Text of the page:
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Total number of comments: 3007 (since 2011-11-07 00:34:23)

Peace, social justice, belonging, human rights, homeland for the peoples of the Holy Land.

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  • No rescue!
    • In some ways the famine was worse, in some ways better. Ukrainians had a higher body count, but they were not expelled from their land, which retained its boundaries and even grew in size. Plus, I doubt Stalin singled out Ukrainians because Russians were affected too across the border in large numbers.

    • Hello, Marc.

      You wrote:
      Whatever your faith community or theological persuasion, on Easter Sunday let’s be clear: The world is unredeemed.

      Rabbi Maimonides, the Rambam considered Isaiah 43:4 Messianic and also thought it meant the Messiah would be killed. The verse says.
      He shall not fail nor be crushed, till he have set judgment in the earth: and the isles shall wait for his law.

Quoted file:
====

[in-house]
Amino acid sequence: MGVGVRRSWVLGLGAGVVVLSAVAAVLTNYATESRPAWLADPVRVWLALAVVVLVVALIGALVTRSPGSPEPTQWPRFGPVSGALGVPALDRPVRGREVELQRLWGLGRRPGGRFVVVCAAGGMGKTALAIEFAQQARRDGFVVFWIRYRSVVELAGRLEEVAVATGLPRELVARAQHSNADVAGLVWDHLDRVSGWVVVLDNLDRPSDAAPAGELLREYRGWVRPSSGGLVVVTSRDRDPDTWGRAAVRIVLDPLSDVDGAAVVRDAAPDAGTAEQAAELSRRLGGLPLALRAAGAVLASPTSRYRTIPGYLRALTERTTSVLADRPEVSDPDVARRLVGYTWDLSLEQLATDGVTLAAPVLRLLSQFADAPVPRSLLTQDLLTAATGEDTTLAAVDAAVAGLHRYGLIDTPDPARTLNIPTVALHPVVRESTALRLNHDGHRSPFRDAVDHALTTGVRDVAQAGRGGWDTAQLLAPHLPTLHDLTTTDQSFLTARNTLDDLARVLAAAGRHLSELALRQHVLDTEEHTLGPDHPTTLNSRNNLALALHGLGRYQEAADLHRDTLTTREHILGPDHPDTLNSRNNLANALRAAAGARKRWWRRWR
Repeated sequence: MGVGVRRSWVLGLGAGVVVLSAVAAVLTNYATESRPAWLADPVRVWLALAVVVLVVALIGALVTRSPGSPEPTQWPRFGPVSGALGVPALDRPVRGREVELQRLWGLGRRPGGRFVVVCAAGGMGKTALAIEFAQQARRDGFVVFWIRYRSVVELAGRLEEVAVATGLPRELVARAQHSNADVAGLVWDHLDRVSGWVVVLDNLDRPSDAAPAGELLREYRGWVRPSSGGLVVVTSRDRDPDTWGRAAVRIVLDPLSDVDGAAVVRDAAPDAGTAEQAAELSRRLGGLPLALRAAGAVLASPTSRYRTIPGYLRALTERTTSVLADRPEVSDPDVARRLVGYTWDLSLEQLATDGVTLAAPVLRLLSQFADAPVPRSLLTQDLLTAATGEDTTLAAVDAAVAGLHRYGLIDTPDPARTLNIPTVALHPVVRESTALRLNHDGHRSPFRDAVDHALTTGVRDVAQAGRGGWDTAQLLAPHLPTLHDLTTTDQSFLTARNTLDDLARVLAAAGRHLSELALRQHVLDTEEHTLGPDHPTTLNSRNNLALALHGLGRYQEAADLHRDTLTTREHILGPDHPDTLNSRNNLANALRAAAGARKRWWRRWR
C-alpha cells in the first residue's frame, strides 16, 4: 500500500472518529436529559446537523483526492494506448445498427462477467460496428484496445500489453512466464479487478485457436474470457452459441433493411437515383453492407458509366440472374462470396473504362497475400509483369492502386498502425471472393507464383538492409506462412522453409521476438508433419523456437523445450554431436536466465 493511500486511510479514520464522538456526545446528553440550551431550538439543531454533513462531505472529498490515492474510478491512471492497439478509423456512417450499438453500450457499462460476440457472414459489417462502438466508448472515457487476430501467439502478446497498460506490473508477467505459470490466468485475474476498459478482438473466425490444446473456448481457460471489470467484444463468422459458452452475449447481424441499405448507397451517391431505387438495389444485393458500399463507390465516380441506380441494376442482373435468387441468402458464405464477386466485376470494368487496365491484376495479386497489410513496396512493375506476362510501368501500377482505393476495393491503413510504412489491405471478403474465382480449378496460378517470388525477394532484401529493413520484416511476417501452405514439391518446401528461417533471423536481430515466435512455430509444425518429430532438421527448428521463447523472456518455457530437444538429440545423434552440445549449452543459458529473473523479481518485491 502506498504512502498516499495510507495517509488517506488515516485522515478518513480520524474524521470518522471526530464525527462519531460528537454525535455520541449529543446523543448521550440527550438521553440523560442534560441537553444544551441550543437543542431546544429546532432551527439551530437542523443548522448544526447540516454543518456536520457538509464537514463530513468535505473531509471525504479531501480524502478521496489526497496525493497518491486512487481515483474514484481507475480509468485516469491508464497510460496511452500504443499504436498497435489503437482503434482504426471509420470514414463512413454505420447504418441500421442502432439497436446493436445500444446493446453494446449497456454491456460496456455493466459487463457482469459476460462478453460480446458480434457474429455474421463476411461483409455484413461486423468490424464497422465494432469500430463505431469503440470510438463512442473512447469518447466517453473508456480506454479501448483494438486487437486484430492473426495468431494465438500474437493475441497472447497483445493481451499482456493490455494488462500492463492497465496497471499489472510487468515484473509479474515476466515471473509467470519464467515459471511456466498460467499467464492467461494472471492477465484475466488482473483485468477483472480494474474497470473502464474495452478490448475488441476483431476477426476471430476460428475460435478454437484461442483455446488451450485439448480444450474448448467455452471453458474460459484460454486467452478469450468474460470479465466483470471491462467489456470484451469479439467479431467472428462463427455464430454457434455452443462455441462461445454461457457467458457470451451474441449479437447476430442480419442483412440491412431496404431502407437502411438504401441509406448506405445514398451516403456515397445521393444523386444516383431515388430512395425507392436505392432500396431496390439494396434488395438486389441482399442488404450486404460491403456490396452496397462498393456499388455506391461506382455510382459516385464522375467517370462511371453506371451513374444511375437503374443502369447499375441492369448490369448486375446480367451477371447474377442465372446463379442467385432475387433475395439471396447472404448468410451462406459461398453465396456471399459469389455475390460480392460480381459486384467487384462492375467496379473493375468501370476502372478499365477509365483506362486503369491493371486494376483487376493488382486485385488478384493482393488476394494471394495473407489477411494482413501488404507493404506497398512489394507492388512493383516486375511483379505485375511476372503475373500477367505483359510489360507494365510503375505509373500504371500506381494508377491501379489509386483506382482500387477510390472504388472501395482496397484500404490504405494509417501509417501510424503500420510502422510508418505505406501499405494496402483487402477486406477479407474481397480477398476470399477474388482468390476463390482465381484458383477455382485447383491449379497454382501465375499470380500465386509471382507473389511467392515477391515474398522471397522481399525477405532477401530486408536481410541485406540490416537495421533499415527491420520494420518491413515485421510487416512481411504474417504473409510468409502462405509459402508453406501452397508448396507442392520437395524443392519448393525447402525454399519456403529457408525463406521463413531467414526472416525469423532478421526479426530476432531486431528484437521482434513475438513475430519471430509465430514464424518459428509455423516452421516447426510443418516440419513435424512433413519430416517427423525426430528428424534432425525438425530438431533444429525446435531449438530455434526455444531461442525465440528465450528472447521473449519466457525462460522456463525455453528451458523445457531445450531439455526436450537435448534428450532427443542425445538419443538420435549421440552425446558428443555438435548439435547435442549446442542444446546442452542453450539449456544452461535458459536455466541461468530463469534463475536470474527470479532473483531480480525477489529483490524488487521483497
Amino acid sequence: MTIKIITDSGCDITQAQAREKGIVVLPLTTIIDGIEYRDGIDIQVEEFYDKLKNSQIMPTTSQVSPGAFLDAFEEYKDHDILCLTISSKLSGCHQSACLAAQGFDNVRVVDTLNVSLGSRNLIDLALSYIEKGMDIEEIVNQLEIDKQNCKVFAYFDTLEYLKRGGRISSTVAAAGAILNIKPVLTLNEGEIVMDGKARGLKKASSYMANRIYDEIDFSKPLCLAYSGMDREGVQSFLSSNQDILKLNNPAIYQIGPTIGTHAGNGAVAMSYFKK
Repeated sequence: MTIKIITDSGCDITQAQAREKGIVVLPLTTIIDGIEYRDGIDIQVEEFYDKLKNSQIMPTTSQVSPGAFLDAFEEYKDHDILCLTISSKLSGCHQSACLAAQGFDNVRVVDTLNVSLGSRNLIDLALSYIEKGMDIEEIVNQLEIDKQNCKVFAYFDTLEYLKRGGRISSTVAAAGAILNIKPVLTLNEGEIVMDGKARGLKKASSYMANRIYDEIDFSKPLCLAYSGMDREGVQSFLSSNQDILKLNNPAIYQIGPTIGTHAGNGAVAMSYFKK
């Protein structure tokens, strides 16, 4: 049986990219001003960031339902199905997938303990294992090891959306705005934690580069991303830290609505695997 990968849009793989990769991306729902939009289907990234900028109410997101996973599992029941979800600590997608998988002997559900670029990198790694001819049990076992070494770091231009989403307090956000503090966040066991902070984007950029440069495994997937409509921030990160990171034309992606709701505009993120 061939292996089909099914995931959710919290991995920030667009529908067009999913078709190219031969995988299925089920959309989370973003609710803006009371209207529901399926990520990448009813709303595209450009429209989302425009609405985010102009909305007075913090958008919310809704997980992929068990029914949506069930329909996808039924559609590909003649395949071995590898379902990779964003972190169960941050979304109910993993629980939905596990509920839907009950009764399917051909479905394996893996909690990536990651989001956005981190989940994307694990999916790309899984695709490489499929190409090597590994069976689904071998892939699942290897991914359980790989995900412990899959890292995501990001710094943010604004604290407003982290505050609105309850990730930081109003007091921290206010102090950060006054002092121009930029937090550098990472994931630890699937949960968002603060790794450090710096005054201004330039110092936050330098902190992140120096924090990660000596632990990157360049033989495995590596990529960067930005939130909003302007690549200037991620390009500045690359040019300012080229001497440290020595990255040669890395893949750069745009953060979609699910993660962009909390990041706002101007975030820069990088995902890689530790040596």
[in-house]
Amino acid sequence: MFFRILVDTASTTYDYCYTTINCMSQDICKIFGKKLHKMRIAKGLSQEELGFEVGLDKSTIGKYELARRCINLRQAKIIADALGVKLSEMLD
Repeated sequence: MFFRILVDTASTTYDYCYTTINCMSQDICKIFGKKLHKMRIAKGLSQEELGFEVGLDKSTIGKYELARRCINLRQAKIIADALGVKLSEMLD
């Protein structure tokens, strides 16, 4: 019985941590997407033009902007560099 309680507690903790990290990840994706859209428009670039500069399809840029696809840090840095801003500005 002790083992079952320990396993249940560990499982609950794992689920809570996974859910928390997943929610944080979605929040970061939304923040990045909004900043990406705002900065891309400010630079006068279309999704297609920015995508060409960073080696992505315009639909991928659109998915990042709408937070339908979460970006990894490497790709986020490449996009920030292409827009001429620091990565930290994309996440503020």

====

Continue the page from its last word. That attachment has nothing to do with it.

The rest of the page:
Why does it not just say that he will not be crushed, period? Instead, it proposes that isles will be waiting for his law when he does his work. In other words there is a period during the Messianic era when the islands are still in wait for his law. The redemption is not instantly absolute everywhere. I wish it were, of course!!

  • Southern Poverty Law Center takes Blumenthal's side against smear campaign
    • David,

      Maybe Max should explain why his Breivik accusation was worthier than those presently leveled against him.
      Sounds like you and Sean have provided some pointers for Max.

      Peace, my friend.

  • On Easter, costly Jews - and costly Palestinians
    • Hello, RoHa.
      Jesus was speaking out against the religious authorities, and Jesus' close associate John the Baptist was killed by Herod. In the gospels, Jesus goes on trial by the Sanhedrin and Herod first.

    • Thanks for sharing the Syriac (Aramaic song). I noticed some Greek: Christ is risen from the dead.

    • It would not make sense because Pilate was the main ruler of Judea then. So it was "under Pilate".

    • Dear Marc,

      You wrote:

      What does a Christian pastor – or rabbi – become if by telling the truth they’re suddenly no longer well-placed? Do they become wandering, itinerant preachers who have nowhere to lay their heads? Especially on Easter and Passover, holy days that model the suffering of displacement for speaking and acting on truth.

      It involves sacrifice. Broadly considered, the place of personal and communal sacrifice is the prophetic, which risks everything, including exile.